Andreas Grega answered our three questions

Andreas Grega

1. What makes you happy?

A lot of things make me happy, it can vary so much, sometimes it’s the rain that makes me happy, sometimes the sun. It depends on where I am in life and what gives balance right then. Happiness exists in short and long moments but the simplest things are often the biggest.

2. What would you do to make the world a better place?

I would not feel meaning in life if I didn’t already feel that I make the world a better place. That is also what I want to express in my art, that others should find meaning in making the world a better place. Like happiness, change comes about through short and long moments, everything from helping with prams on the stairs to saving lives.
I believe in motivation and affirmation, I believe in giving people around you the courage to overcome their fears, courage to feel and then share the feelings. I believe that all people need an outlet for what constantly builds up in them in the form of impressions and experiences. I believe that all people have something to say if the listener engages his or her empathy. I also believe that the outlet never needs to be destructive towards others. One person’s outlet can become a strength for another if we learn to handle it. I see it as my task to tell you about it in my music and my art, and at the same time it gives me an outlet for my impressions and experiences and I can be a better person towards others.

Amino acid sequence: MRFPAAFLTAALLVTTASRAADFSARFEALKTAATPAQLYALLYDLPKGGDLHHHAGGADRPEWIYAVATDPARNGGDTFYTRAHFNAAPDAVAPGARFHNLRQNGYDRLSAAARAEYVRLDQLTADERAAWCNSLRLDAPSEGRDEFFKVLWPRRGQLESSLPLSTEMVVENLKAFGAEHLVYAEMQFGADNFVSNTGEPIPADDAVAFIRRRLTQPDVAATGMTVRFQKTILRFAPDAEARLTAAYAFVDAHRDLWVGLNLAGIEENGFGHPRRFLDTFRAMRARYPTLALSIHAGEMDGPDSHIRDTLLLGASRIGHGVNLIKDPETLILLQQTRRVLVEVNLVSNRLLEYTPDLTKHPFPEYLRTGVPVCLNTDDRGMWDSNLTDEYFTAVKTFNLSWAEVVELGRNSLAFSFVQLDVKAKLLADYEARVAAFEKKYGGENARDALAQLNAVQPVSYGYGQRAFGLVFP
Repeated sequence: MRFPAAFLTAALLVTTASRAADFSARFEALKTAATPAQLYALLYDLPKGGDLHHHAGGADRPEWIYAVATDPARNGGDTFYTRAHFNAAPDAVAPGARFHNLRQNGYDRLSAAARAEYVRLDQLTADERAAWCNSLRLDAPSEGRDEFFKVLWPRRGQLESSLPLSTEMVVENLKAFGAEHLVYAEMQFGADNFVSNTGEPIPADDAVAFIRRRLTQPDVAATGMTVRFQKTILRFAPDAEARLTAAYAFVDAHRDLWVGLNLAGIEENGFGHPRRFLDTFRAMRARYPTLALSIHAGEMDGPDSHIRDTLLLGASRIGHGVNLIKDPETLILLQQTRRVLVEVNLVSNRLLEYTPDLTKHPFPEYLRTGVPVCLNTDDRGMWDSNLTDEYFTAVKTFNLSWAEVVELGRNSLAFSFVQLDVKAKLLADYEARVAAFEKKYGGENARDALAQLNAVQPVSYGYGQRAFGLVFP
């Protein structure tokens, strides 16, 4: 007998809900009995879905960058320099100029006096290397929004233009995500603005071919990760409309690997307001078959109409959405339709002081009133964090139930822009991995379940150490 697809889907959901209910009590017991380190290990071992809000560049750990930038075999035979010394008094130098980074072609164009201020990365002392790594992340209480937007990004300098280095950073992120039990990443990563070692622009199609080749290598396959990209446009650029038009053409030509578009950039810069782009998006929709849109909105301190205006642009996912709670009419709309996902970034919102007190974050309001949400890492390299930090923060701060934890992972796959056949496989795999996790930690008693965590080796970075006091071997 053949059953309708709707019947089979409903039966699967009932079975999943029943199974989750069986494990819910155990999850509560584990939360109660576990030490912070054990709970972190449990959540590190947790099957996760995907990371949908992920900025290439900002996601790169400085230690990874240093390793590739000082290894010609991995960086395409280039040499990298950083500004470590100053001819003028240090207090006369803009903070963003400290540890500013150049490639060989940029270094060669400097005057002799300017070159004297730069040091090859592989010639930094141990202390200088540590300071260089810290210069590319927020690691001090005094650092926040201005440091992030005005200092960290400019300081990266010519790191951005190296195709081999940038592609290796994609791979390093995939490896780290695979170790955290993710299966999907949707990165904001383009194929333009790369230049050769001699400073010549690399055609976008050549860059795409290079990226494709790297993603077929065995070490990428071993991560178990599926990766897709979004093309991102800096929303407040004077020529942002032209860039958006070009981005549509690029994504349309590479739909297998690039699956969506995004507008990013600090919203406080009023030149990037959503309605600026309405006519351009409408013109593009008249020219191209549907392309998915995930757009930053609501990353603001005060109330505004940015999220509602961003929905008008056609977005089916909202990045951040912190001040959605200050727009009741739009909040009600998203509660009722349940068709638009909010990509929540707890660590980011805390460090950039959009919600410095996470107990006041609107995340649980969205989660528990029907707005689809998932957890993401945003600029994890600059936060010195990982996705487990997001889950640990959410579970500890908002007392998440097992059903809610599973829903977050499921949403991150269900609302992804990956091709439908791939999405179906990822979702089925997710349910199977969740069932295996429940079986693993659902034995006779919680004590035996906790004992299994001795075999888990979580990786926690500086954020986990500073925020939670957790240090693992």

3. What are the challenges in society to deal with trafficking and expressions of unfair sex (various forms of abuse).

As an overall answer I believe the biggest problem in the world is men who protect each other. Men who have been brought up with hate and lack of empathy, men who are conditioned to think of money first and peoples’ lives last. Obviously we need to influence these peoples’ way of thinking.

We need to find the people all around the world who are passionate about making the world a better place so their numbers can grow; we need to unite and support each other, motivate each other so that we have the strength to carry on up-hill. To deal with trafficking we must dare to confront our difference and talk to each other; we must explain what it means, the violence against the vulnerable, the suffering in the heart. Particularly among men there is an enormous fear to talk about this subject and I think that is one of the dangers, I think that that if we opened up more we would find more information and in that way come closer to the root cause of the problem.

Everyone who thinks that their car is more important that another person’s life needs to be re-programmed…